Boy Gets Probation For Setting Giant Labor Day Fire
Mar. 27, 1986
PATERSON, N.J. (AP) _ A 12-year-old boy has been sentenced to a maximum of three years' probation after pleading guilty to setting an industrial park fire that caused $400 million in damage in Passaic and killed a firefighter.
Superior Court Judge Carmen A. Ferrante on Wednesday also ordered the youngster, whose name was withheld because of his age, to serve one year in a reformatory, but suspended the sentence.
''There are clearly extenuating circumstances in this case,'' said Ferrante, referring to the outdoor storage of hazardous materials in the industrial park. ''People knew children went in there looking for toys.''
The boy pleaded guilty Feb. 3 to setting the Labor Day blaze by throwing lit matches into pans of naphthalene.
The fire destroyed more than 30 residential and industrial buildings and left 2,220 people jobless and 400 others homeless. The fire smoldered for 40 days. An elderly firefighter suffered a fatal heart attack.
Under the terms of the probation, the youngster must attend school, maintain good grades, abide by an 8 p.m. curfew, perform community service and get counseling. He also must pay $35 to the state's Violent Crimes Compensation Board.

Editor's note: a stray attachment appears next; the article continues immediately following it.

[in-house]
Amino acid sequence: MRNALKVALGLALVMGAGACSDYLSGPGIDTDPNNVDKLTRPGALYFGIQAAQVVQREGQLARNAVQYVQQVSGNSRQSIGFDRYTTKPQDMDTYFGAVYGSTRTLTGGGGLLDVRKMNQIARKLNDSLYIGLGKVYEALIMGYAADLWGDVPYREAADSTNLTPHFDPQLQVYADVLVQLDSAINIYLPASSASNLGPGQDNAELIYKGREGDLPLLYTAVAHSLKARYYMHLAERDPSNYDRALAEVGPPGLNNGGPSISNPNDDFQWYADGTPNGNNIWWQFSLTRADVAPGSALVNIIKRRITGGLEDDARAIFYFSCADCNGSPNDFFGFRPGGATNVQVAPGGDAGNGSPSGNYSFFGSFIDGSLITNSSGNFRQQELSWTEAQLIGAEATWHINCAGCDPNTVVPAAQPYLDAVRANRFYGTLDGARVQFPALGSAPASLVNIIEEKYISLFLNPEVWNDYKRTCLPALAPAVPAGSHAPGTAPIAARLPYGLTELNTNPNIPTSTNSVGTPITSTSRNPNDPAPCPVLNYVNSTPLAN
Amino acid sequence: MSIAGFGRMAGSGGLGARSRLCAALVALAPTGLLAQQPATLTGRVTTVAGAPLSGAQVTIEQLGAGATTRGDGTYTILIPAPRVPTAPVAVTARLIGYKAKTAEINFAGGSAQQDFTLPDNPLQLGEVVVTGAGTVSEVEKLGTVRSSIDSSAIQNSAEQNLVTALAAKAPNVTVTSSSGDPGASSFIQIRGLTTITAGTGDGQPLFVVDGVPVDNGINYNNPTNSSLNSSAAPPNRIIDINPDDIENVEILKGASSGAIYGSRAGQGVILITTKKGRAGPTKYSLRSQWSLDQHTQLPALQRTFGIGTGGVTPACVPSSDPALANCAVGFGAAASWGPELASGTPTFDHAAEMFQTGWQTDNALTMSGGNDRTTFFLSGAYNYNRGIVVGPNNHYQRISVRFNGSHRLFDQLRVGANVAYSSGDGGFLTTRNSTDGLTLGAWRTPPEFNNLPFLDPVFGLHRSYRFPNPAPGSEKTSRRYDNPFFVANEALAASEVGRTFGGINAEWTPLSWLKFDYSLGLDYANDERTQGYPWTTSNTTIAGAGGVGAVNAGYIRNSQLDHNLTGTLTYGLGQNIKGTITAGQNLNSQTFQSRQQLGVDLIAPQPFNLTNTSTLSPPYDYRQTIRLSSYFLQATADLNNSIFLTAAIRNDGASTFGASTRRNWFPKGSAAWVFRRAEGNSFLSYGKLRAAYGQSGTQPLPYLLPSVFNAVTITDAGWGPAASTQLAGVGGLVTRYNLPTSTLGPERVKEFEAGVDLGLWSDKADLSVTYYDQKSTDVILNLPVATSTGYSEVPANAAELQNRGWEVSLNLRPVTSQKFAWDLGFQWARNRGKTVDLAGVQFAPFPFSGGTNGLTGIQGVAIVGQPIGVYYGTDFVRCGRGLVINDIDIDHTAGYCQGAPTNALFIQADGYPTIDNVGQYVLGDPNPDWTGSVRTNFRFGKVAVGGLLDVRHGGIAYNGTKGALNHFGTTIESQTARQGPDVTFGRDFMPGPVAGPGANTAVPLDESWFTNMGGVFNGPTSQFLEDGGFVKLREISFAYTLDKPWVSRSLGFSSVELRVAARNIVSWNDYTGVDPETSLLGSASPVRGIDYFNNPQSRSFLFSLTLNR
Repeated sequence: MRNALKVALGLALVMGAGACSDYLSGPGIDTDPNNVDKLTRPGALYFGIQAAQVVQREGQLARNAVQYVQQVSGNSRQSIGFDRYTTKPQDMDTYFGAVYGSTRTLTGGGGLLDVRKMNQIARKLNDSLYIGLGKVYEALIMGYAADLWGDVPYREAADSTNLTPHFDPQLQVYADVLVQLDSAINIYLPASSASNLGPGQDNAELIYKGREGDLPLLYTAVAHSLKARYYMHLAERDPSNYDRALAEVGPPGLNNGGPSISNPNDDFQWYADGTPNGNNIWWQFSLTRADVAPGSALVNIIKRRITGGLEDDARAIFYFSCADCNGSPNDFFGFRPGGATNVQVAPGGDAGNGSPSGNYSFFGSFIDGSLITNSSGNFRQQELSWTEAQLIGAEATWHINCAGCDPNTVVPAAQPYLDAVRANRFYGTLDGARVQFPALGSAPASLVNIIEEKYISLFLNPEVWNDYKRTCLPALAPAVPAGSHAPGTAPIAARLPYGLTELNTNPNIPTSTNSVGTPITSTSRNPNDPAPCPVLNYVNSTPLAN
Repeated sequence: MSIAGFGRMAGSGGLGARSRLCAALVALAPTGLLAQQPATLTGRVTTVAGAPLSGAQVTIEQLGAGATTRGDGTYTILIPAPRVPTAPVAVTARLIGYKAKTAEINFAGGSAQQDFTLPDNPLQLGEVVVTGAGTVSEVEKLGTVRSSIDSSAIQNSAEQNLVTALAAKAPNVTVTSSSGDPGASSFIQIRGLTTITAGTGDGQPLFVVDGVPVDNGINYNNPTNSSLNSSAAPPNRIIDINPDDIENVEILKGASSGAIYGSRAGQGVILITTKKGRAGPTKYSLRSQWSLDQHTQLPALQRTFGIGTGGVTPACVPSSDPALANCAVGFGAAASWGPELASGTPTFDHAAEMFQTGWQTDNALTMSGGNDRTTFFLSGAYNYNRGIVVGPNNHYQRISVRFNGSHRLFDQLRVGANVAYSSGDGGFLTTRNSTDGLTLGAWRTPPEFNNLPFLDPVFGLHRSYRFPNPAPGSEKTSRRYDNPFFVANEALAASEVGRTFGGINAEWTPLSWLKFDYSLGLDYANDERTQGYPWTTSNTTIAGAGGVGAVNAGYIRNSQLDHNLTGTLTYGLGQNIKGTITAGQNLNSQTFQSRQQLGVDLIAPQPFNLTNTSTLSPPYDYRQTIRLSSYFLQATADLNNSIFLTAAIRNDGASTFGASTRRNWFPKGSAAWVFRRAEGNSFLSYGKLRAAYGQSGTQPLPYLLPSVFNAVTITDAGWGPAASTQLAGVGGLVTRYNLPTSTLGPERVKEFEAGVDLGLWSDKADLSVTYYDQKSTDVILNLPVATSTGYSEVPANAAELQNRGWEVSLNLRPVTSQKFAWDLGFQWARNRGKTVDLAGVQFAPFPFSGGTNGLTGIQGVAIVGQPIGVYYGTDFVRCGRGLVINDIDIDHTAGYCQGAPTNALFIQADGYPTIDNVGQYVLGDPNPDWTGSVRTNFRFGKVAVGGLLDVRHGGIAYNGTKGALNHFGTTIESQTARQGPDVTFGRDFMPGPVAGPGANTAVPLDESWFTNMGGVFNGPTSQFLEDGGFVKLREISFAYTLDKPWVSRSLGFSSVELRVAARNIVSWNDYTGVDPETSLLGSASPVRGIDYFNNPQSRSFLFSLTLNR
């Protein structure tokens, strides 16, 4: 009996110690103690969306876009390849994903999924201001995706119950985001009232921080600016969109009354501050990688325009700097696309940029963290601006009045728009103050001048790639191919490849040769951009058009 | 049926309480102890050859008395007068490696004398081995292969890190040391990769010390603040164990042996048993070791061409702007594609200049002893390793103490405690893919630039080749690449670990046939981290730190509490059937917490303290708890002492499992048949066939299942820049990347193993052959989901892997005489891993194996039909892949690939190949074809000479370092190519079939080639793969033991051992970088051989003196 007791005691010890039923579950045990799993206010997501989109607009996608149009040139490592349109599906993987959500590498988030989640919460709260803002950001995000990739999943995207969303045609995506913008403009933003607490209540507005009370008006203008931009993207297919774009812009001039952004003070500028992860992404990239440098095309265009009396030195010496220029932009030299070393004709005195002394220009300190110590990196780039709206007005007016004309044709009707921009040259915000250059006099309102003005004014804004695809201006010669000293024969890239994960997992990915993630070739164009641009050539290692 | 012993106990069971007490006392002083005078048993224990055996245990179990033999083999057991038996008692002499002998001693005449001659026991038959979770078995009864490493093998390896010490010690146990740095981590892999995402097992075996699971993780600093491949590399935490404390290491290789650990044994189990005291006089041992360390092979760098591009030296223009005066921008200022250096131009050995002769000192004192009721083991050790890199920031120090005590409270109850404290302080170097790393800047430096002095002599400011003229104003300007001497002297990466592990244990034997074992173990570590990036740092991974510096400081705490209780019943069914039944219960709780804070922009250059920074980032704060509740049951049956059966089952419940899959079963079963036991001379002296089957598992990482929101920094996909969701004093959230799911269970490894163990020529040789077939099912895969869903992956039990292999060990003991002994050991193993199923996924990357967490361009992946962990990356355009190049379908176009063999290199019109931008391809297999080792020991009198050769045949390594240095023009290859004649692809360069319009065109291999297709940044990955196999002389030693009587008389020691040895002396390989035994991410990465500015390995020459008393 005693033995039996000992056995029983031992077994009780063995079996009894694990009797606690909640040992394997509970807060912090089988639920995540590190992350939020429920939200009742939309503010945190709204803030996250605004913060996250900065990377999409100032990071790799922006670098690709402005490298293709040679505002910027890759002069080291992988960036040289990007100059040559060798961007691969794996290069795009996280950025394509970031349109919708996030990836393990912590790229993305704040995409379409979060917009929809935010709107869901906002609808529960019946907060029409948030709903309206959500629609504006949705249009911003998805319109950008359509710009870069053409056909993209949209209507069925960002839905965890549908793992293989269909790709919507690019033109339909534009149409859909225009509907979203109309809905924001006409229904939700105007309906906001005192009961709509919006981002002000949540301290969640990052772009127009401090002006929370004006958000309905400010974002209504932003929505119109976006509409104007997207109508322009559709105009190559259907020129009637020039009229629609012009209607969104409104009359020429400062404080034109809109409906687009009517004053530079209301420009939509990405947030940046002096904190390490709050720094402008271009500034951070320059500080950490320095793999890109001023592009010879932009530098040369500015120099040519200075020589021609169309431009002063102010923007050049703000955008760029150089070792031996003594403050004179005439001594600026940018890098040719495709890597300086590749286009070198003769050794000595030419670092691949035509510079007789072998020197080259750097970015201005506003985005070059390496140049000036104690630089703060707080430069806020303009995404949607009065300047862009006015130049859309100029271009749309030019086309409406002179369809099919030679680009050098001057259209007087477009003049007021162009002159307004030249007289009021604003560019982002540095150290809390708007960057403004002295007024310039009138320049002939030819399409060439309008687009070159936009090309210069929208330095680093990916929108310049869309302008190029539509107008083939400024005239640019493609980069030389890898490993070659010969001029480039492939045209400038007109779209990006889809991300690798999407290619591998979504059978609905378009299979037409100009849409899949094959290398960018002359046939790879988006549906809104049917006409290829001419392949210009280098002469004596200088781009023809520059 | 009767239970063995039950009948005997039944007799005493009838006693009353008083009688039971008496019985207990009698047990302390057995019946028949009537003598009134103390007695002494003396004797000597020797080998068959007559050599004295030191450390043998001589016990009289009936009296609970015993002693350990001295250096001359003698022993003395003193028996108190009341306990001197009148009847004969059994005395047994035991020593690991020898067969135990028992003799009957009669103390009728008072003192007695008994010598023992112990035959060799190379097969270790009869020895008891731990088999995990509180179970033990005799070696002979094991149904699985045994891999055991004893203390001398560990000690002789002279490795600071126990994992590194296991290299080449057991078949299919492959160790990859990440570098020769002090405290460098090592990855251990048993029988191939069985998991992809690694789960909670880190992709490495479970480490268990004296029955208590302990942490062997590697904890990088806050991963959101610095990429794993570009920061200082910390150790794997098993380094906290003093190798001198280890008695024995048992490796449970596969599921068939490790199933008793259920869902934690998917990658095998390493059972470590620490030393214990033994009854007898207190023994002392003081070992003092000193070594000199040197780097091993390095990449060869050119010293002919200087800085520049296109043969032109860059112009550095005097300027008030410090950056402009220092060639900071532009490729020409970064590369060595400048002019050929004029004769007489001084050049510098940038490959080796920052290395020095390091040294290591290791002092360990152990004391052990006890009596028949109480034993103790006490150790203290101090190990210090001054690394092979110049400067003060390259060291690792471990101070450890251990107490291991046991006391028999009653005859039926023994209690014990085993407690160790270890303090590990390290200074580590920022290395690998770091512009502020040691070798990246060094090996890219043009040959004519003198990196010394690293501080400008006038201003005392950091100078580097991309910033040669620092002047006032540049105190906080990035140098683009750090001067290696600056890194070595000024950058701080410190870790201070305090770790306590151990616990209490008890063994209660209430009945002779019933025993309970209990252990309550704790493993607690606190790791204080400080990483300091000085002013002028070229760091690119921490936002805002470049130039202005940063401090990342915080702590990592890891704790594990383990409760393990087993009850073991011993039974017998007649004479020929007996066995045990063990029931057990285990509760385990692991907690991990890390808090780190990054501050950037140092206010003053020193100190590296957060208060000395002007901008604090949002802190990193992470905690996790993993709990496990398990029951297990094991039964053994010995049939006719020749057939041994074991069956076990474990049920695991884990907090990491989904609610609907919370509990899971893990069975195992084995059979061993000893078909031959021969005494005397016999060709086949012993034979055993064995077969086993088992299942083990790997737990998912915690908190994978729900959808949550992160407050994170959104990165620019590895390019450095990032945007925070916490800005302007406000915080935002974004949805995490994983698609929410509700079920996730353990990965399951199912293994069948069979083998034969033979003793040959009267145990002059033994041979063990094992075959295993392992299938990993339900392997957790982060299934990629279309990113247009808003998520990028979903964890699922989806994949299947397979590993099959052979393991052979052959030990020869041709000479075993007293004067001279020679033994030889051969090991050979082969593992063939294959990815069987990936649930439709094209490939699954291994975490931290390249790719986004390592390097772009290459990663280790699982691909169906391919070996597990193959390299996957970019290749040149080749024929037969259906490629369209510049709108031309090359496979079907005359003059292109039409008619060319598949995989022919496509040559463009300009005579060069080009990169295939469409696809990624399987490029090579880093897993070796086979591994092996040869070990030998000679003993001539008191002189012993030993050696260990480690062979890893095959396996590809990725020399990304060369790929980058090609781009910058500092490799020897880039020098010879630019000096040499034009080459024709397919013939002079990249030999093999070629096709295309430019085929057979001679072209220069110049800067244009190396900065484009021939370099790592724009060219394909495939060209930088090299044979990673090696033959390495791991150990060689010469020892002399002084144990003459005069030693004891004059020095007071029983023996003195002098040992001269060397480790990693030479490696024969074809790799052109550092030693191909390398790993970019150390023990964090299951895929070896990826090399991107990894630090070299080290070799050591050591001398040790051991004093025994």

Another 12-year-old boy was initially charged after the defendant accused him of setting the fire.
The charges against him where dismissed when he denied in a lie detector test that he lit the naphthalene, supplied the matches or asked his playmate to light a match, said Senior Assistant Prosecutor Michael O'Shea.
Authorities said 45,000 pounds of the petroleum derivative, used to make mothballs and bathroom deodorizers, had been left in 35 stacked vats in an alley between two factories. It was cooling in the air from liquid to solid form.
The complex was fenced in, but the gate had been left open, and entry could also have been gained through holes in the fence, said O'Shea.
He said neighborhood children would often rummage through garbage bins in search of chalk, crayons, small blackboards and other items commonly discarded by the factories.
When ignited by the boy, the naphthalene burst into a torch-like flame that quickly spread to other vats and to adjacent buildings, many of which were old and had wooden window frames and oil-soaked timber floors, said the prosecutor.
The types of businesses in the complex - silk screening, fabric and wallpaper companies - helped the fire to spread, he added.
A grand jury is investigating conditions at the park at the time of the fire, Ferrante said.